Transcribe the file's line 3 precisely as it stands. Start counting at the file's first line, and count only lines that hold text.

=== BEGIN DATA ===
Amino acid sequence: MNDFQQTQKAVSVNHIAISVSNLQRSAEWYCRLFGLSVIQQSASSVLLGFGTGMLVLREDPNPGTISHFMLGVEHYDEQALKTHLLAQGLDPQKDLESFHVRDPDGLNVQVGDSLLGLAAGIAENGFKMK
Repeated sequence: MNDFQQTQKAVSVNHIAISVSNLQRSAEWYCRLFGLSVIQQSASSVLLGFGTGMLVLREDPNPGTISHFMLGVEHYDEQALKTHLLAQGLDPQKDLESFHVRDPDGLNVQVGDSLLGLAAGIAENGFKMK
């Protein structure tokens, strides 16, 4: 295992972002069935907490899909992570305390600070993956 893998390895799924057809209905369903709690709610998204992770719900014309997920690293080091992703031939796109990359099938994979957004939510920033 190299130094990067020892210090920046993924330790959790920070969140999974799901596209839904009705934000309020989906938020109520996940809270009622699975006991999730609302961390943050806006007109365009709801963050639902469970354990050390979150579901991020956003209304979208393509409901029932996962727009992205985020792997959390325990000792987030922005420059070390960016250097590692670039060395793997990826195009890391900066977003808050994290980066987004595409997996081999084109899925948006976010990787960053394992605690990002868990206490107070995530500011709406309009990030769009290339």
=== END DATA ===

């Protein structure tokens, strides 16, 4: 295992972002069935907490899909992570305390600070993956 893998390895799924057809209905369903709690709610998204992770719900014309997920690293080091992703031939796109990359099938994979957004939510920033 190299130094990067020892210090920046993924330790959790920070969140999974799901596209839904009705934000309020989906938020109520996940809270009622699975006991999730609302961390943050806006007109365009709801963050639902469970354990050390979150579901991020956003209304979208393509409901029932996962727009992205985020792997959390325990000792987030922005420059070390960016250097590692670039060395793997990826195009890391900066977003808050994290980066987004595409997996081999084109899925948006976010990787960053394992605690990002868990206490107070995530500011709406309009990030769009290339």